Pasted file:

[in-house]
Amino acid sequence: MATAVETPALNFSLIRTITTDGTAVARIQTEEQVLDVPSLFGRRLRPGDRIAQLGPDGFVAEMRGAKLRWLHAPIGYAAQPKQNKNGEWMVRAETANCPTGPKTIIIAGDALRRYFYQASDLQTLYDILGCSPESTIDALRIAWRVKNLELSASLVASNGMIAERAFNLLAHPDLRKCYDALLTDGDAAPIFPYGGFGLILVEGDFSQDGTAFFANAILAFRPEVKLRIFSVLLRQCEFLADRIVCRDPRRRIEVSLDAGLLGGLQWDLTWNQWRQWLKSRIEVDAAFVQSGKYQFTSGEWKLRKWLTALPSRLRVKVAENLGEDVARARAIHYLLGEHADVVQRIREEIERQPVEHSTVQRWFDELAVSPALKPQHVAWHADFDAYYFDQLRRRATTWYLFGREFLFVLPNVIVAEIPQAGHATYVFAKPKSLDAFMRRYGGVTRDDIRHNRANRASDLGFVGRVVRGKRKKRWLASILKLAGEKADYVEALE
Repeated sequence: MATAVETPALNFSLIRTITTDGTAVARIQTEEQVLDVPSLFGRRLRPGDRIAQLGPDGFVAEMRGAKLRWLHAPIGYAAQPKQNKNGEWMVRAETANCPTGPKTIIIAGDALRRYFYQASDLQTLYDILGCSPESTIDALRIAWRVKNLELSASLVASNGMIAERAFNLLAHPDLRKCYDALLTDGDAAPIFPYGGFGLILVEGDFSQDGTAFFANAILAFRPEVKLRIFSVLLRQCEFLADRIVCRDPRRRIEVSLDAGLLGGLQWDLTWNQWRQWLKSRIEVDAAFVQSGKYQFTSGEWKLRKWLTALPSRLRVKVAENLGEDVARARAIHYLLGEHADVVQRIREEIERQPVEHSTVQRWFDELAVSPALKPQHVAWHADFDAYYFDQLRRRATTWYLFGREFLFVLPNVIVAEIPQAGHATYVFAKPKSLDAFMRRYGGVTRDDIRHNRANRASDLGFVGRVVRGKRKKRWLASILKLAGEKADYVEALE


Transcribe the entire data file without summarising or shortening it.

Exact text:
[in-house]
Amino acid sequence: MATAVETPALNFSLIRTITTDGTAVARIQTEEQVLDVPSLFGRRLRPGDRIAQLGPDGFVAEMRGAKLRWLHAPIGYAAQPKQNKNGEWMVRAETANCPTGPKTIIIAGDALRRYFYQASDLQTLYDILGCSPESTIDALRIAWRVKNLELSASLVASNGMIAERAFNLLAHPDLRKCYDALLTDGDAAPIFPYGGFGLILVEGDFSQDGTAFFANAILAFRPEVKLRIFSVLLRQCEFLADRIVCRDPRRRIEVSLDAGLLGGLQWDLTWNQWRQWLKSRIEVDAAFVQSGKYQFTSGEWKLRKWLTALPSRLRVKVAENLGEDVARARAIHYLLGEHADVVQRIREEIERQPVEHSTVQRWFDELAVSPALKPQHVAWHADFDAYYFDQLRRRATTWYLFGREFLFVLPNVIVAEIPQAGHATYVFAKPKSLDAFMRRYGGVTRDDIRHNRANRASDLGFVGRVVRGKRKKRWLASILKLAGEKADYVEALE
Repeated sequence: MATAVETPALNFSLIRTITTDGTAVARIQTEEQVLDVPSLFGRRLRPGDRIAQLGPDGFVAEMRGAKLRWLHAPIGYAAQPKQNKNGEWMVRAETANCPTGPKTIIIAGDALRRYFYQASDLQTLYDILGCSPESTIDALRIAWRVKNLELSASLVASNGMIAERAFNLLAHPDLRKCYDALLTDGDAAPIFPYGGFGLILVEGDFSQDGTAFFANAILAFRPEVKLRIFSVLLRQCEFLADRIVCRDPRRRIEVSLDAGLLGGLQWDLTWNQWRQWLKSRIEVDAAFVQSGKYQFTSGEWKLRKWLTALPSRLRVKVAENLGEDVARARAIHYLLGEHADVVQRIREEIERQPVEHSTVQRWFDELAVSPALKPQHVAWHADFDAYYFDQLRRRATTWYLFGREFLFVLPNVIVAEIPQAGHATYVFAKPKSLDAFMRRYGGVTRDDIRHNRANRASDLGFVGRVVRGKRKKRWLASILKLAGEKADYVEALE